Motherhood Changes You and That’s Okay


February 13, 2019

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This interview is a part of a career profile series we are doing to support and encourage each other in many different seasons and walks of life.

Hi Cynthia! Tell us a little bit about yourself. How many children do you have? What do you do?

I am a 29-year-old mother of three girls (ages 3, 1, and I’m 27 weeks pregnant with our third!). In the last year, I have transitioned from being an attorney practicing full-time in commercial litigation, to a stay-at-home mother and part-time theology teacher.

Many women say that motherhood changes them in some way or another, do you feel like this is true for you?

I feel like a more authentic and peaceful version of myself. On one hand, becoming a mother sends your life into a new level of chaos. Life with children is unpredictable and gives you an infinite list of things to worry about and plan for.

The entire process of becoming pregnant, being pregnant, and birthing a baby is humbling, raw, and challenging. And yet the challenge of motherhood is transforming. It strips you bare, exposes your faults, shows you what you need to change.

An outsider to my life might see a home cluttered with unsightly toys, a woman with unkempt hair, an attorney who gave up on her illustrious career to toil away with her children. But the truth is that I feel like I am a more virtuous, intelligent, and productive person than I was before having children.

The unsightly toys and unkempt hair are, in some ways, a victory: a victory of humility over vanity. The forsaken career is evidence, in my case, of a turning-away from the lures of excitement, affirmation, and wealth, to nurture a deeper relationship with my children, which I craved.

It’s not easy to juggle work and motherhood. You mentioned you’ve made a career change to make that work better for you and your family. Could you tell us more about your new role?

I am currently in my second semester teaching Catholic Social Thought and Public Policy at an all male Catholic high school. I only teach on Wednesdays, and I work with a curriculum that has already been developed by people more experienced than I am, so the experience has been delightful so far.

Even though I only teach two classes, and only once a week, I still find myself falling behind on grading. That’s because the endless list of tasks required to maintain a clean and organized household, combined with the exhaustion of chasing around two toddlers while pregnant, seem to sap every minute from every day!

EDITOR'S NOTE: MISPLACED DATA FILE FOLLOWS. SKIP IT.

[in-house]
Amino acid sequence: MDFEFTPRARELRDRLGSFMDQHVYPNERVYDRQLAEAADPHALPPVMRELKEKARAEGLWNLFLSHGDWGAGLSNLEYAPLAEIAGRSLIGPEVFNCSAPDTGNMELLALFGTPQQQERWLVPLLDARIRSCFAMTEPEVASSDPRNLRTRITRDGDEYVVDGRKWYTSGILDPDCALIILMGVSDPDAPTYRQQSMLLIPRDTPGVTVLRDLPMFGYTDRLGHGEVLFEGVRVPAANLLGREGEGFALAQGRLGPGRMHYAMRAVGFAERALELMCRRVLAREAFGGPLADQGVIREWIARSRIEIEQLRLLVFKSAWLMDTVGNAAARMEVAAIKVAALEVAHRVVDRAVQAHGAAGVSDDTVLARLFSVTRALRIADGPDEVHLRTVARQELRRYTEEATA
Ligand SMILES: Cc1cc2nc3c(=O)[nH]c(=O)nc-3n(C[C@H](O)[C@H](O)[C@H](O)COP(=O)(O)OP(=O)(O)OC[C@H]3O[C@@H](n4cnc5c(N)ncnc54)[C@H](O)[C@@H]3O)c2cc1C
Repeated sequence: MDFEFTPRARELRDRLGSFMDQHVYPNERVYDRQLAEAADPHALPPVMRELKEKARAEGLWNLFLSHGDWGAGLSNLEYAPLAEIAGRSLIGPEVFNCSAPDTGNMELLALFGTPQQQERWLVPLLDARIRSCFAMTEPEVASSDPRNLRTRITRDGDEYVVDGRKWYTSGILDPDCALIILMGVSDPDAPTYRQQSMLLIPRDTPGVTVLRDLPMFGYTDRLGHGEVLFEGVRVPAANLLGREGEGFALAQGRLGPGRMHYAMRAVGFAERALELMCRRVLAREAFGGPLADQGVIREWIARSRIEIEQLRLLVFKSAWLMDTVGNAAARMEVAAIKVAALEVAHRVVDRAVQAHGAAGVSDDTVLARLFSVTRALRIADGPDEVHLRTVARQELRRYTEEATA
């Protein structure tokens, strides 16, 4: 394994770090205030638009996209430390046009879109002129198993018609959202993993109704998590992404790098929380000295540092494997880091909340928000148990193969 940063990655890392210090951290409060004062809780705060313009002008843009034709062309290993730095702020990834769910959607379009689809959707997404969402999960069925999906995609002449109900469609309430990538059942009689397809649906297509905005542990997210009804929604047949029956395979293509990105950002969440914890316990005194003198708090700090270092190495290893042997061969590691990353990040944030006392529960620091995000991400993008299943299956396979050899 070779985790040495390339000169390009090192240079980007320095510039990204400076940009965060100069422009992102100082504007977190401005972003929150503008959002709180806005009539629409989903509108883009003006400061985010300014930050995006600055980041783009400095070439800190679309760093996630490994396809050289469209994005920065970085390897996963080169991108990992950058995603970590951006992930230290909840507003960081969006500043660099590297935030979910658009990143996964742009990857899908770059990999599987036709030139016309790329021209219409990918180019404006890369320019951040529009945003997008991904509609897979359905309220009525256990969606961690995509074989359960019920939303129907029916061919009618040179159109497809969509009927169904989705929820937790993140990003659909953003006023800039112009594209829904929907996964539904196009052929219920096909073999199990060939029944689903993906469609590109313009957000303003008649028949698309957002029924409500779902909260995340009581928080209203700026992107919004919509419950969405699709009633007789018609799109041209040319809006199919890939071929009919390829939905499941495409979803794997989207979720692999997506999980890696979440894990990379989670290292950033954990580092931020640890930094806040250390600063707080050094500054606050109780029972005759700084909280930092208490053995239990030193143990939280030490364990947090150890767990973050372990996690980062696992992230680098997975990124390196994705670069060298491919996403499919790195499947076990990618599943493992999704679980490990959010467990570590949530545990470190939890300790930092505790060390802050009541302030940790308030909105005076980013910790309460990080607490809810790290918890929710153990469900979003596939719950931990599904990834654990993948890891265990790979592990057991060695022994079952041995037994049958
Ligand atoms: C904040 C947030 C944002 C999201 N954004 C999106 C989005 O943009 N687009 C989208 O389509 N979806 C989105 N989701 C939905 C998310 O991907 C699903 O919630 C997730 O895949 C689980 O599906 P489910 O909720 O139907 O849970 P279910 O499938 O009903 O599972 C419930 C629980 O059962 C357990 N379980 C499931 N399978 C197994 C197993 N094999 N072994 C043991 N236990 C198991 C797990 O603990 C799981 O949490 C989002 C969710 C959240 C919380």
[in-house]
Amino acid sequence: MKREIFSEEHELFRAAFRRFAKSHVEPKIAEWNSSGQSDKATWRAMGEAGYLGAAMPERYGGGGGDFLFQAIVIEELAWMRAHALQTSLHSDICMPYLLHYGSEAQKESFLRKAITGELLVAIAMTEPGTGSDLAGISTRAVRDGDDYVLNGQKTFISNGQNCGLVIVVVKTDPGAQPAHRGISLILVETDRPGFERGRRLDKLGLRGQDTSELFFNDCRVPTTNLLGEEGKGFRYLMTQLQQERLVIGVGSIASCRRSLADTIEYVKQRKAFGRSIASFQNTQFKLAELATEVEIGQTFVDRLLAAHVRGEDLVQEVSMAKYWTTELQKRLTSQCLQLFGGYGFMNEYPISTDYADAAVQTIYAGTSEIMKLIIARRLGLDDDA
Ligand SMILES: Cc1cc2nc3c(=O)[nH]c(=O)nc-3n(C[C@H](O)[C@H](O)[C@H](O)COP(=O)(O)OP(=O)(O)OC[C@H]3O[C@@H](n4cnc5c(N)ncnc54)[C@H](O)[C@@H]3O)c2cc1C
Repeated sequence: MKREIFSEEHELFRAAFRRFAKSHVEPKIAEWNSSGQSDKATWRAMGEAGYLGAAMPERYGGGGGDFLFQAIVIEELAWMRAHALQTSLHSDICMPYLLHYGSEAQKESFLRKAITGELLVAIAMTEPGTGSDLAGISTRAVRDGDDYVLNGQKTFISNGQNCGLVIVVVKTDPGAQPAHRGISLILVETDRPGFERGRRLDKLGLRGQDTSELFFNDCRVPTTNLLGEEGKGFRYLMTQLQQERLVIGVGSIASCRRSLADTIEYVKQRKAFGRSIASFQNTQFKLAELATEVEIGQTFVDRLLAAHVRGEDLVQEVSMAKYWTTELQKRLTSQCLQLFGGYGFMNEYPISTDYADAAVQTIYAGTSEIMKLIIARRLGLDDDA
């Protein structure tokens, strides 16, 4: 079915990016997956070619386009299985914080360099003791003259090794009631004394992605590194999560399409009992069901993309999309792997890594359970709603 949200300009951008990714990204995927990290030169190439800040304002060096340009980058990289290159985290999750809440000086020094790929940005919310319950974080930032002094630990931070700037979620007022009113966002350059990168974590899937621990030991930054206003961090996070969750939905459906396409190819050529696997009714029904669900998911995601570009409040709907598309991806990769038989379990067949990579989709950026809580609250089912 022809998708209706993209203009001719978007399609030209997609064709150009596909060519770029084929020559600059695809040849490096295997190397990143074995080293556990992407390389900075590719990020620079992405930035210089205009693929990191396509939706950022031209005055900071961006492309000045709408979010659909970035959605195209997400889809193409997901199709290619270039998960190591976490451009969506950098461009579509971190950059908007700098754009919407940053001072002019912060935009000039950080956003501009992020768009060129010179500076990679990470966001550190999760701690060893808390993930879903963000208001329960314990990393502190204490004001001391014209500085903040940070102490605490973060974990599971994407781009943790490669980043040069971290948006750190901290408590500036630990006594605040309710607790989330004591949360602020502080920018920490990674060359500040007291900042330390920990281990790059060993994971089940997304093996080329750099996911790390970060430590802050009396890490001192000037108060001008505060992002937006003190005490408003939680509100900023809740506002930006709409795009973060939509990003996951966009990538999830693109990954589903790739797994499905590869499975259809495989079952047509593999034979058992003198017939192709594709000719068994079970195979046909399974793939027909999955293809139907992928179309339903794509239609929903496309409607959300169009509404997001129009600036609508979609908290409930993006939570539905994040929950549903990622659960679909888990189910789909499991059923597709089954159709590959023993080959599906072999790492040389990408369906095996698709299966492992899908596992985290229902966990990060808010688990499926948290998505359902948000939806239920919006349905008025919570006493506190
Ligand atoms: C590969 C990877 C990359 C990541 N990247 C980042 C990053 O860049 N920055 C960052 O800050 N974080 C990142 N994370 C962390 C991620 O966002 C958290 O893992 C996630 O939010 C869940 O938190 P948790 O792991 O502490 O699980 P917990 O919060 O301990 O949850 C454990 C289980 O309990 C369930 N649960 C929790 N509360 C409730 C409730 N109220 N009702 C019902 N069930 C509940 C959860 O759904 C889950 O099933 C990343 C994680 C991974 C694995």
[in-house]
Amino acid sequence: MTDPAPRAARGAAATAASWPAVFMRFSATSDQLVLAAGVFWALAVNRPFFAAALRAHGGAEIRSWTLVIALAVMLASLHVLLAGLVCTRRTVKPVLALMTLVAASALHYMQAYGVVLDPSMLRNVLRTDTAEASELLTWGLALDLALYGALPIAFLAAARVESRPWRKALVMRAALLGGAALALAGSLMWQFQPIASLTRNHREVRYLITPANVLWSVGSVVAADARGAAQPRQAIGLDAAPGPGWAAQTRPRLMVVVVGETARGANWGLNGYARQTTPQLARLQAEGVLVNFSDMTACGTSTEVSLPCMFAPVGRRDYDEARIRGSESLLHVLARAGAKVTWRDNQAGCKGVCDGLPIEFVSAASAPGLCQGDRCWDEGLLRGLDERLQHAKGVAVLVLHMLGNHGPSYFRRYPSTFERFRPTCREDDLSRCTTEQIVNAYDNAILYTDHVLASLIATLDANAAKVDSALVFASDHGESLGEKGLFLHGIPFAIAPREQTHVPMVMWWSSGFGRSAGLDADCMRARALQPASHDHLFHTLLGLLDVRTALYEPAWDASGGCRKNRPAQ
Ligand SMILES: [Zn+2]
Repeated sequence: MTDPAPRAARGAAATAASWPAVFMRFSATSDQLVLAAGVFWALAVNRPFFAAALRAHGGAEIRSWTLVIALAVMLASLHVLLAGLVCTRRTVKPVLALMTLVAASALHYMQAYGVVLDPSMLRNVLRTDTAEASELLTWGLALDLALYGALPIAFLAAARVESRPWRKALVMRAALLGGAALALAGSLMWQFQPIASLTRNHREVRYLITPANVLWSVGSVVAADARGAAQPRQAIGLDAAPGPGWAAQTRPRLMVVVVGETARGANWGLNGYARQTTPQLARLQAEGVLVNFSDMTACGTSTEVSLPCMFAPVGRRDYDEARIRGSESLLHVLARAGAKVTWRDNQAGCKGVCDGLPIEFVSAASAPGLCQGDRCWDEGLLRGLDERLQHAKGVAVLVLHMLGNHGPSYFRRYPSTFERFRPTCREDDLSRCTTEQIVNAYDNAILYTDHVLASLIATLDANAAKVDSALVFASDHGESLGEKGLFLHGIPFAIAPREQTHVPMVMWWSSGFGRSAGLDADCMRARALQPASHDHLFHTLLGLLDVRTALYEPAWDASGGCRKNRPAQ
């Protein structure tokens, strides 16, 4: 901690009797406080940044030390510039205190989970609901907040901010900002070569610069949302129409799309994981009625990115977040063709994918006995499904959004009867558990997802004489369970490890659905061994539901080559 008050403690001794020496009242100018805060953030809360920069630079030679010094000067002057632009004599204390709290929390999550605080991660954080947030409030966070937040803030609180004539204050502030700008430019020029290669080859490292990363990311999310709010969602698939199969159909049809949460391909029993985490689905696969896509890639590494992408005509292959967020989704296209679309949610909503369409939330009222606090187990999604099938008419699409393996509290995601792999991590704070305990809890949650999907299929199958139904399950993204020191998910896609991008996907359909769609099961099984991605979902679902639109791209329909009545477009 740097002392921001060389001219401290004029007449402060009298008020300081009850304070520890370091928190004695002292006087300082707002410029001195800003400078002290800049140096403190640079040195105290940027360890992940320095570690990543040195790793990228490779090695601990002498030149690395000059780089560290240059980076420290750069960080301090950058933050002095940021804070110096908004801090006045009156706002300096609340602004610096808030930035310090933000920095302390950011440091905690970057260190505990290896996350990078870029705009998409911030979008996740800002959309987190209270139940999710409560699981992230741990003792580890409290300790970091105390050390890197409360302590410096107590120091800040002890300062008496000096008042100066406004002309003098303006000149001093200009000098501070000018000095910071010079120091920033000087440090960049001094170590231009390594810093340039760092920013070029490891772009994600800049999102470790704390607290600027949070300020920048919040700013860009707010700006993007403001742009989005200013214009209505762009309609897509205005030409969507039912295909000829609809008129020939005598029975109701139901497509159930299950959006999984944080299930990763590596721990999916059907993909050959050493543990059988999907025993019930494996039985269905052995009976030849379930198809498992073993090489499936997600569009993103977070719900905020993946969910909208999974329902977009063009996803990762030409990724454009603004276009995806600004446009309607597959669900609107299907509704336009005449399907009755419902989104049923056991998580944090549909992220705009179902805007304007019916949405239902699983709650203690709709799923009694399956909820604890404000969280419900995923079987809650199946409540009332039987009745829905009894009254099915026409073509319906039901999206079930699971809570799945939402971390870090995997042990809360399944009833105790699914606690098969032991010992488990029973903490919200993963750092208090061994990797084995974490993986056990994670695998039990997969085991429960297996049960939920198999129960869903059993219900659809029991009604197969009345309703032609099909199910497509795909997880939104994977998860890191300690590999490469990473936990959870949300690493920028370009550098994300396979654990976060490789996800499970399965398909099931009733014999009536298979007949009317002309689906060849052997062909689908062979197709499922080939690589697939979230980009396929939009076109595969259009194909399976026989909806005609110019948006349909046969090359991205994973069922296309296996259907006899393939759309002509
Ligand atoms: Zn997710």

But my new work teaching, my work “outside the home” is tremendously important, both in helping me retain my identity apart from home life, and in responding to God’s call to use my talents for the good of the greater community.

What do you love most about your job?

I absolutely love the high school students I teach. I love getting to know them, watching their minds work through problems, debate each other, and even make silly jokes. I just delight in their presence and abilities, and I feel privileged to be a part of their faith and intellectual formation.

As a (mostly) stay at home mom, I also find running my household surprisingly rewarding. Although I still have much work to do, I have spent the last six months getting our home organized, learning how to cook healthy meals, and fine-tuning our routine as a family.

The work itself can sometimes feel like drudgery, but the peace in our home at the end of the day is so rewarding, because I know I am creating an environment where work, spirituality, and health can flourish.

In your opinion, what are some of the values and qualities that a couple should strive for while balancing work, family, marriage, and everything in between?

I think the linchpin simply has to be gratitude for your spouse. Parenting is tough, so we all need to give each other charity and grace.

My husband and I try to thank each other constantly for the work we do for the family, whether that work is small (taking out the trash) or big (staying with the kids for a weekend while the other travels).

As a mom, do you have any tips or advice that help you stay grounded and centered throughout your day?

No matter which way you slice it, motherhood is demanding. Really the only way I have managed to feel peace and balance is to anchor myself in a strong prayer life. When my prayer life suffers, I tend to feel exhausted, ashamed, and insecure about my mothering skills and my career. But when I spend time in prayer, I feel calm and at peace in everything I do.

For all the millions of mothers in the world, there are a million different ways of being a mother. And for each mother, there are myriad seasons of life, opportunities, and obligations that require our adjustment. The only way to stay anchored in the midst of that chaos is to bind yourself to something you can rely on. I choose to bind myself to God.

Sometimes we just need to stop and be thankful for the struggle. To be challenged every day is a great blessing; it shows we are doing something meaningful with our lives, that we are letting ourselves be stretched.

So in the moments when we feel overwhelmed or inadequate, we should ask for the grace to recognize that struggle as a gift, the gift of being forged into stronger, more virtuous people.

You’ve got this, moms!

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